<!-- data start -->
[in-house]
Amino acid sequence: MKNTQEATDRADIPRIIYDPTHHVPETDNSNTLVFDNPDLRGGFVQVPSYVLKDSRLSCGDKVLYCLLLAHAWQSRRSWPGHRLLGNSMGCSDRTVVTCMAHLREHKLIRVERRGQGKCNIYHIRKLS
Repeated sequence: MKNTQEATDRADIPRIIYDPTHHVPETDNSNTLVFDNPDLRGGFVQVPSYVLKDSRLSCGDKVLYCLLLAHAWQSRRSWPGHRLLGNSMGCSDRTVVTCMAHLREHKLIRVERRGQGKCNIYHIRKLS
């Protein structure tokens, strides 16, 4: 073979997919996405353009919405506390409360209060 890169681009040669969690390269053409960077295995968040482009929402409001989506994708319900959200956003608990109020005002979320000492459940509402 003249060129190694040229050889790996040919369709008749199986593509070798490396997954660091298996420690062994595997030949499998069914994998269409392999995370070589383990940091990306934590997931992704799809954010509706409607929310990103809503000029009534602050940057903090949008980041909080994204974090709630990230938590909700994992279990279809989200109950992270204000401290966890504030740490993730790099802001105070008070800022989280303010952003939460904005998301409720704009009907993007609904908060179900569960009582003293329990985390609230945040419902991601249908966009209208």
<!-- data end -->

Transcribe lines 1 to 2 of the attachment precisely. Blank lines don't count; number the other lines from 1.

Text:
[in-house]
Amino acid sequence: MKNTQEATDRADIPRIIYDPTHHVPETDNSNTLVFDNPDLRGGFVQVPSYVLKDSRLSCGDKVLYCLLLAHAWQSRRSWPGHRLLGNSMGCSDRTVVTCMAHLREHKLIRVERRGQGKCNIYHIRKLS